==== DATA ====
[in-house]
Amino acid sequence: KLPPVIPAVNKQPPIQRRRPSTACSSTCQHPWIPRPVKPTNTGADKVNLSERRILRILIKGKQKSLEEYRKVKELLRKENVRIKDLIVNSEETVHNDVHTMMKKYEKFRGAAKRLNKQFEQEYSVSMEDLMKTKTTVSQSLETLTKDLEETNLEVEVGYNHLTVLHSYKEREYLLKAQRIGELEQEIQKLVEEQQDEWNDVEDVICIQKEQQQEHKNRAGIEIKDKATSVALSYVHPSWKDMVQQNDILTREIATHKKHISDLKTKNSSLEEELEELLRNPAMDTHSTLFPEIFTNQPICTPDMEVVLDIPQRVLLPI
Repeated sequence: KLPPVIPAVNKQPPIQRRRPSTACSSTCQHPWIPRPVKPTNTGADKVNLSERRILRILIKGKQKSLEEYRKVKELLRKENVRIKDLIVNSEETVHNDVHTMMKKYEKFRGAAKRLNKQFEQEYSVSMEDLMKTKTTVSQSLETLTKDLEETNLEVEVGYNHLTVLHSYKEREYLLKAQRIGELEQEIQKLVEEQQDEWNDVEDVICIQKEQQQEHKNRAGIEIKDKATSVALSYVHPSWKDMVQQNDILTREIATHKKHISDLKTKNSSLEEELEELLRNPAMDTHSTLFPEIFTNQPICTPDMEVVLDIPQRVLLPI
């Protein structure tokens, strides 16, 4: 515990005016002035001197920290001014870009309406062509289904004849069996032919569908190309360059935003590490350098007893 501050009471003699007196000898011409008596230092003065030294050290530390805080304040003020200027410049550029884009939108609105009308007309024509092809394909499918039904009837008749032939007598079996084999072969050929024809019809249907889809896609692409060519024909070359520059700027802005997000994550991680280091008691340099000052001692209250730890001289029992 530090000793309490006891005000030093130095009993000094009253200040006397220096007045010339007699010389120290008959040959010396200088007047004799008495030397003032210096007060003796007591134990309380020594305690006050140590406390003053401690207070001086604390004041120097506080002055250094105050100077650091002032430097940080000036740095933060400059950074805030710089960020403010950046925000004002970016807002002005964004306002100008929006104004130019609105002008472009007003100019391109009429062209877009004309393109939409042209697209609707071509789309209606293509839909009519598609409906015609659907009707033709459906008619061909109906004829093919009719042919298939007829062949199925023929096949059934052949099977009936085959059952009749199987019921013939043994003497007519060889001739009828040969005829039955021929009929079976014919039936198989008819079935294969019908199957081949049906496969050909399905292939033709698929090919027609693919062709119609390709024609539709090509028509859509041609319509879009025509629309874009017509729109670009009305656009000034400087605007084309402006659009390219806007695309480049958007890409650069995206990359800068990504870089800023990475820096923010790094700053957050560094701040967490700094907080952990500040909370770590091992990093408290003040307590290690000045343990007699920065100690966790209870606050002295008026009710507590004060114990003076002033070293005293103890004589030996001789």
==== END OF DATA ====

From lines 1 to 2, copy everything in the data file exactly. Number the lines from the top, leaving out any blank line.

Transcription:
[in-house]
Amino acid sequence: KLPPVIPAVNKQPPIQRRRPSTACSSTCQHPWIPRPVKPTNTGADKVNLSERRILRILIKGKQKSLEEYRKVKELLRKENVRIKDLIVNSEETVHNDVHTMMKKYEKFRGAAKRLNKQFEQEYSVSMEDLMKTKTTVSQSLETLTKDLEETNLEVEVGYNHLTVLHSYKEREYLLKAQRIGELEQEIQKLVEEQQDEWNDVEDVICIQKEQQQEHKNRAGIEIKDKATSVALSYVHPSWKDMVQQNDILTREIATHKKHISDLKTKNSSLEEELEELLRNPAMDTHSTLFPEIFTNQPICTPDMEVVLDIPQRVLLPI